Tioman is famed for its translucent waters, colourful corals and powdery-white beaches. Beyond these natural attractions, its rainforest holds many priceless secrets, writes Zulkifly Ab. Latif
IT is almost 10am when I finally set foot on the main ferry terminal of Kampung Tekek, the main administration village of Pulau Tioman.
Even though the waters of South China Sea are calm throughout the journey from Mersing jetty, located on the Johor mainland, it takes us almost three hours to reach Kampung Tekek instead of the usual 75 minutes.
The delay comes about because of the multiple stops the ferry makes at the island’s four other villages — Genting, Paya, Air Batang and Salang. The beautiful island has seven villages, the other being Mukut and Nipah.
The disembarkation process at each jetty also takes quite a while as the ferry is packed with tourists lugging loads of luggage.
Business is booming despite the current Covid-19 crisis, at least from what I can see at the jetties. Visitors ranging from solo travellers to couples, families and groups walk gingerly towards the resorts.
Tourists come here for the translucent waters, colourful corals and powdery-white sands.
Their main activities are probably limited to the coastlines and villages. There’s nothing wrong with that, of course. But with a land area of 136 sq km that includes 72 sq km of protected rainforest, Tioman has so much more to offer.
Which is why this time around, I am wearing hiking boots instead of my usual beach sandals. In fact, I do not even pack my wetsuits and fins!
I make this trip after getting a tip-off on the presence of blooming Rafflesias somewhere in the jungle near Kampung Tekek.
The information comes from Alvin Chelliah, a marine biologist from Kajang who now resides at the village to man a long-term programme called Cintai Tioman (Love Tioman) together with his wife, Su Yee.
The programme, spearheaded by the NGO Reef Check, aims to help reduce the impact of human activities on coral reefs around the island while also empowering the local communities in managing and conserving the island’s resources.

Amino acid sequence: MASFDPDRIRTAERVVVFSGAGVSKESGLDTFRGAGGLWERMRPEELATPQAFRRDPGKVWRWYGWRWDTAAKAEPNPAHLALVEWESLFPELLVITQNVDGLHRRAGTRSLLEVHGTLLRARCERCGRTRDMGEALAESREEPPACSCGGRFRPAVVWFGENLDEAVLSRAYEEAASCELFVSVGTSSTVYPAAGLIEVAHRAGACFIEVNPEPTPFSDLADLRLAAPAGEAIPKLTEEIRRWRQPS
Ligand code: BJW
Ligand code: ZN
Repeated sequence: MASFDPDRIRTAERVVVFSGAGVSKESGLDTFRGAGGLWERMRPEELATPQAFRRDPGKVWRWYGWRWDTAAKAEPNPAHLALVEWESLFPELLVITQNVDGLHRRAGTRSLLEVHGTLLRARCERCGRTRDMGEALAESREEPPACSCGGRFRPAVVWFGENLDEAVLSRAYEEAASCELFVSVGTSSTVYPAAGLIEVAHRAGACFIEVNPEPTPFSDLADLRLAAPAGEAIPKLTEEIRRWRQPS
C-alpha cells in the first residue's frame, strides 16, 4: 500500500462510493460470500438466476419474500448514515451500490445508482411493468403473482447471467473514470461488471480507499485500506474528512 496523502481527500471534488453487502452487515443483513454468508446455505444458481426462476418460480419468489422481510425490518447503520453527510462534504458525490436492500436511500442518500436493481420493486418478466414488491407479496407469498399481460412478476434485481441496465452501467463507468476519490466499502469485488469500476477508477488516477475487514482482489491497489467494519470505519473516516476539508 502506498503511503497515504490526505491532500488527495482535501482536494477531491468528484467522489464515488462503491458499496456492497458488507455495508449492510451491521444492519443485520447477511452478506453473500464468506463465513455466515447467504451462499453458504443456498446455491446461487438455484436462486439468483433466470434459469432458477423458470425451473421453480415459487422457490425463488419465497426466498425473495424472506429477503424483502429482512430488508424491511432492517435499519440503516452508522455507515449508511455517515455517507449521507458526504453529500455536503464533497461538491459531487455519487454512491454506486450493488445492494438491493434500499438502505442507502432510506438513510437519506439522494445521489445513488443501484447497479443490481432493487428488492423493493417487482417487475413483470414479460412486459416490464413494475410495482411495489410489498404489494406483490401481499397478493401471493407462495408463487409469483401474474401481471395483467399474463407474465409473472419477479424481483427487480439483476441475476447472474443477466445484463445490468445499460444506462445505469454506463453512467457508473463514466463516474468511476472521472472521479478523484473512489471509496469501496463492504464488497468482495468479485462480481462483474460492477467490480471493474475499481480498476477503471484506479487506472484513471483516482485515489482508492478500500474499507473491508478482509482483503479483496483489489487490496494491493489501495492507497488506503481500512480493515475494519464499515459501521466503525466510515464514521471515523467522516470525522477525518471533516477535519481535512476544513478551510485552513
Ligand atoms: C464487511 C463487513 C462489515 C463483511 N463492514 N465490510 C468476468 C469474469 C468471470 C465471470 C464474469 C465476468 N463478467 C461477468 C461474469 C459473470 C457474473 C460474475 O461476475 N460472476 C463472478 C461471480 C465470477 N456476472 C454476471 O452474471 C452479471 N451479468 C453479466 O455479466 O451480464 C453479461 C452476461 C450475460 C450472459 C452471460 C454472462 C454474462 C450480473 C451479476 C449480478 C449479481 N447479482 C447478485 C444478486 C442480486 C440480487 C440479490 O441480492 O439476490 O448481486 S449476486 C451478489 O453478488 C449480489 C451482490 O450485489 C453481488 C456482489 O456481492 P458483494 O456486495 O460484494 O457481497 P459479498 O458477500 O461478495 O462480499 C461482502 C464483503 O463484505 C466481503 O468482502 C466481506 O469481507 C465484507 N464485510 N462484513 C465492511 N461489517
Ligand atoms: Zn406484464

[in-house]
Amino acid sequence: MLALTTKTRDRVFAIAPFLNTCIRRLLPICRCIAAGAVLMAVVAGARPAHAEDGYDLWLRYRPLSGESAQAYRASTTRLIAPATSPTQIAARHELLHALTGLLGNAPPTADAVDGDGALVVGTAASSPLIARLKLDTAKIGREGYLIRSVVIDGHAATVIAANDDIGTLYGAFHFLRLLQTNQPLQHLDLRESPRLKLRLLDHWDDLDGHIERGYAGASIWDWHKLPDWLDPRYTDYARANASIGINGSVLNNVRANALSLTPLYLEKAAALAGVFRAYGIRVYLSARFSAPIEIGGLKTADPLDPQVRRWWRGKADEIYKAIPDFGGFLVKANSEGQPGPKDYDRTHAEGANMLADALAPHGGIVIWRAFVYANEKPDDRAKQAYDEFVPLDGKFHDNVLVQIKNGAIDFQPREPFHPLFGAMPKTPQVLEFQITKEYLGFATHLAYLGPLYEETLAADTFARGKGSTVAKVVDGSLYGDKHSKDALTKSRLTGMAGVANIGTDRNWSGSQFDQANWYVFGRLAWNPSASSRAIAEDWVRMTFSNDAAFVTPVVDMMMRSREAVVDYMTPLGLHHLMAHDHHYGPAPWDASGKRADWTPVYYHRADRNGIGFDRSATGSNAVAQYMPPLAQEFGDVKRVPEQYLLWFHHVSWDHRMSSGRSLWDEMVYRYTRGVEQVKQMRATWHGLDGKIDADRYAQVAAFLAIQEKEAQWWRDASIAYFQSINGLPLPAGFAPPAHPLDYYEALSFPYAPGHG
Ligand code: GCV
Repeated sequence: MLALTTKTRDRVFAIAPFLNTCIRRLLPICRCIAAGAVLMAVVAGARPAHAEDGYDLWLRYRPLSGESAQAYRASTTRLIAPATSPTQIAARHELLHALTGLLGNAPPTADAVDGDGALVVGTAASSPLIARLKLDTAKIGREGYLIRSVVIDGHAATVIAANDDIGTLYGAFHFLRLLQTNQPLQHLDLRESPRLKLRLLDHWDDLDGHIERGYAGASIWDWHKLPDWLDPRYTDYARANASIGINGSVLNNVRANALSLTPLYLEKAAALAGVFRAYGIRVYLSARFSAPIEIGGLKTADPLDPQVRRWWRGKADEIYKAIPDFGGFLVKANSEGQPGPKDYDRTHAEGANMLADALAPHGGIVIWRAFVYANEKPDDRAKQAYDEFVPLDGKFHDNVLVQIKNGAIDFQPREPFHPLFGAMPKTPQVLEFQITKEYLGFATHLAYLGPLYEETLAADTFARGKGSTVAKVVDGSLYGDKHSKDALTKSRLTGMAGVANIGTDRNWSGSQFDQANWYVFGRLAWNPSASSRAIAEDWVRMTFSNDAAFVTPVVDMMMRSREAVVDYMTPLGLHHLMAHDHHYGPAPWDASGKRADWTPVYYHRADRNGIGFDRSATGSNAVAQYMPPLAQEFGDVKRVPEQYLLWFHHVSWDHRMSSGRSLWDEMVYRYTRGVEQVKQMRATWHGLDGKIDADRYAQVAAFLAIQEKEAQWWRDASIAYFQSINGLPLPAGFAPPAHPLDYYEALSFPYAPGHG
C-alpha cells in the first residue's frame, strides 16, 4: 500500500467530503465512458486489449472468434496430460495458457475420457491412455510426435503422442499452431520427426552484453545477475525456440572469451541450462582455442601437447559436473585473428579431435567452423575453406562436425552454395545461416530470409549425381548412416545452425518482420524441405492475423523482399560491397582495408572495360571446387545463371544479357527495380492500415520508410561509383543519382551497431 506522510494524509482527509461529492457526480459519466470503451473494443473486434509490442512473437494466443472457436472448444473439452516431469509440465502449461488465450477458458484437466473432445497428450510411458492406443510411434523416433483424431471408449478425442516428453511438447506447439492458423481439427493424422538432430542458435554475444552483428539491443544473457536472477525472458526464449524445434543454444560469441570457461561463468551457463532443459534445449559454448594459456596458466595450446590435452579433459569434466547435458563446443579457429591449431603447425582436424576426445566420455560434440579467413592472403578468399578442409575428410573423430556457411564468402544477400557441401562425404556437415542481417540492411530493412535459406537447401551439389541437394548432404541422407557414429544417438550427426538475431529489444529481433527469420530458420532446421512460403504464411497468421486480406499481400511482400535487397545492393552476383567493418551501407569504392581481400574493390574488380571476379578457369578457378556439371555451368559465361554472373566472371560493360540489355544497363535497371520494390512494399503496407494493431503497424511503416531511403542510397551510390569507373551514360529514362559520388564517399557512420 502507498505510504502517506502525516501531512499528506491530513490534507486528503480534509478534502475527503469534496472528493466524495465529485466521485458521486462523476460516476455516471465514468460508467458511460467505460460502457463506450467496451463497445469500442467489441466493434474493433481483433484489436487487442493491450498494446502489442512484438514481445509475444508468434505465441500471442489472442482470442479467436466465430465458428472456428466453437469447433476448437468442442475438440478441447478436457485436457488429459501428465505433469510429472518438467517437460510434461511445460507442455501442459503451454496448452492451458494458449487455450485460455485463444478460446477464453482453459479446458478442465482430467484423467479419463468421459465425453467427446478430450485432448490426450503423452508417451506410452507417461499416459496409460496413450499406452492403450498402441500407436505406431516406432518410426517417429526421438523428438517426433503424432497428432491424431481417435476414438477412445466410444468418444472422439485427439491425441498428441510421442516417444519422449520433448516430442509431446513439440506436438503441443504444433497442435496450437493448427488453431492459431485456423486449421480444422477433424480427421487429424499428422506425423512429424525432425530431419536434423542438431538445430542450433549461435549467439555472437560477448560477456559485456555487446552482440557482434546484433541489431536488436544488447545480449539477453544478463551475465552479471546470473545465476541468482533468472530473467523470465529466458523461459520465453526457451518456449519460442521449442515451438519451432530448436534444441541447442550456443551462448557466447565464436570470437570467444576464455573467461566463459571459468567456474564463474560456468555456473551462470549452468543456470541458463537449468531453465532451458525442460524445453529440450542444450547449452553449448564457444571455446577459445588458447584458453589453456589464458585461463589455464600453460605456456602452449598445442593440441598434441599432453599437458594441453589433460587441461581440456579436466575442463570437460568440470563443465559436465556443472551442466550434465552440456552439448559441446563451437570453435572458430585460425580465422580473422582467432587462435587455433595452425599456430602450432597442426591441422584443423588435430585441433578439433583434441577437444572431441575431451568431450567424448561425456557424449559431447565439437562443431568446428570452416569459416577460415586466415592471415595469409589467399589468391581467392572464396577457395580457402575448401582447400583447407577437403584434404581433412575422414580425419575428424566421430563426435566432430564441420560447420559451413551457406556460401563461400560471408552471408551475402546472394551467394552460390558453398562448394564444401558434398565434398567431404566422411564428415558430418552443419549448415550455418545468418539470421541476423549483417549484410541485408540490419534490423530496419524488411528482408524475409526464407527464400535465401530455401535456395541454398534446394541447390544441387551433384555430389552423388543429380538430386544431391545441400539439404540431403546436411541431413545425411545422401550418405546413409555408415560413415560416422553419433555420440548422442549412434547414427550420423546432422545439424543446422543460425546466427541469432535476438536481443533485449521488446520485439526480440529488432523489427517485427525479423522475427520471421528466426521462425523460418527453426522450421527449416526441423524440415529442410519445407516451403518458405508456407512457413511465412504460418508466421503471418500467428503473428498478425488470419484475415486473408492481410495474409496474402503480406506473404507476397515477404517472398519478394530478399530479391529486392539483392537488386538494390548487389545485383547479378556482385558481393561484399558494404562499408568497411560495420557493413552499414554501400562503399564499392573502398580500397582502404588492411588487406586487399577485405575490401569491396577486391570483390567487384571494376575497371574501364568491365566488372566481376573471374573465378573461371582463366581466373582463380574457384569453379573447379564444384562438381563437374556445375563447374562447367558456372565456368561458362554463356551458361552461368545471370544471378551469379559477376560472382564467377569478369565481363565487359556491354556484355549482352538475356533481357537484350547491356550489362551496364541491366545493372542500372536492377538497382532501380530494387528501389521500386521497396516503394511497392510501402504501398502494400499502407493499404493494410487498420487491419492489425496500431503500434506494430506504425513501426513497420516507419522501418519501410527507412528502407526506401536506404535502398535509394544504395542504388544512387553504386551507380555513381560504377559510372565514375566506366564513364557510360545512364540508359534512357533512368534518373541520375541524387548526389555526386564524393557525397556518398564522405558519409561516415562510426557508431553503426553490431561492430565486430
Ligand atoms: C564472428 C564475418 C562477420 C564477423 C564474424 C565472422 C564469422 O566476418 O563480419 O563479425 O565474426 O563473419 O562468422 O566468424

Intrigued, I set out a plan to track down this unique parasitic flower with Alvin and his team. Wasting no time, the expedition starts right from the jetty.
Together with Shahir, an islander who is the assistant programme manager for Reef Check, we head towards Kampung Juara, located on the other side of the island.
Much of Tioman remains devoid of roads, with only footpaths connecting the various villages. There is, however, one that connects the main village of Tekek with Kampung Juara.
Stopping by the road next to a concrete footpath that leads into the rainforest, we meet Pak Lan, a Juara local.
The first thing he does after the compulsory pleasantries is asking me politely not to take any photographs of the trailhead that we are about to take.
“I’m worried about poachers who may come after the Rafflesias, among other things,” he says. I nod, indicating that I totally understand his concern.
The 50-something retired navy man is passionate about the pristine jungles of Tioman and is quite adept at spotting the many interesting flora and fauna that thrive here.
A SECRET TRAIL
The trail takes us past small streams, little gulleys and between large boulders intertwined with roots. The route is not difficult. In fact, two-year-old Ray Samudra, the son of Alvin and Su, tramps along the path confidently.